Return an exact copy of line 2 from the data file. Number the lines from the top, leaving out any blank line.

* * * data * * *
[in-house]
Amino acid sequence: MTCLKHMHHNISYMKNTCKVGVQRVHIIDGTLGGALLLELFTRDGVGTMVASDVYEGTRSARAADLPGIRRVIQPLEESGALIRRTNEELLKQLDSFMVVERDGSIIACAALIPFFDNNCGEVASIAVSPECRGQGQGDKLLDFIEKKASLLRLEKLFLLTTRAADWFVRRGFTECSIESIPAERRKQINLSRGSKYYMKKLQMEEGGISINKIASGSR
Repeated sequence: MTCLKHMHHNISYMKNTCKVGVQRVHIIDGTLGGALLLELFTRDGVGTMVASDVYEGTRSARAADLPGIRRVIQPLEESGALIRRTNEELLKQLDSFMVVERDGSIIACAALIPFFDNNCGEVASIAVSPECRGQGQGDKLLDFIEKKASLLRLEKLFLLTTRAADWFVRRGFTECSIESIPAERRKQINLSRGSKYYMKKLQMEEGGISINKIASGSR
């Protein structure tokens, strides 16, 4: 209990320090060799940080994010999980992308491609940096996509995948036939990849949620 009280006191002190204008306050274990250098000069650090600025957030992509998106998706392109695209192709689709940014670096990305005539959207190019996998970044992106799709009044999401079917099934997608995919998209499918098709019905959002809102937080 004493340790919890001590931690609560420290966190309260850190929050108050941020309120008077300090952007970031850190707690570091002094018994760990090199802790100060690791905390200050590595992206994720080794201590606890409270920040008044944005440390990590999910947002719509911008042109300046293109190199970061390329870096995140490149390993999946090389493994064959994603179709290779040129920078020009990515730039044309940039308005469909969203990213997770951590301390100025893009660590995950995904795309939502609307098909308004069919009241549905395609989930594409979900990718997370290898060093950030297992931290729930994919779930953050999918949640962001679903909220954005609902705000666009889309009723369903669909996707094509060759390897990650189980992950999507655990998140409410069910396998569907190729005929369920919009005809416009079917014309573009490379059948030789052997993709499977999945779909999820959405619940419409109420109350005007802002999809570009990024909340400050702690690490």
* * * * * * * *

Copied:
Amino acid sequence: MTCLKHMHHNISYMKNTCKVGVQRVHIIDGTLGGALLLELFTRDGVGTMVASDVYEGTRSARAADLPGIRRVIQPLEESGALIRRTNEELLKQLDSFMVVERDGSIIACAALIPFFDNNCGEVASIAVSPECRGQGQGDKLLDFIEKKASLLRLEKLFLLTTRAADWFVRRGFTECSIESIPAERRKQINLSRGSKYYMKKLQMEEGGISINKIASGSR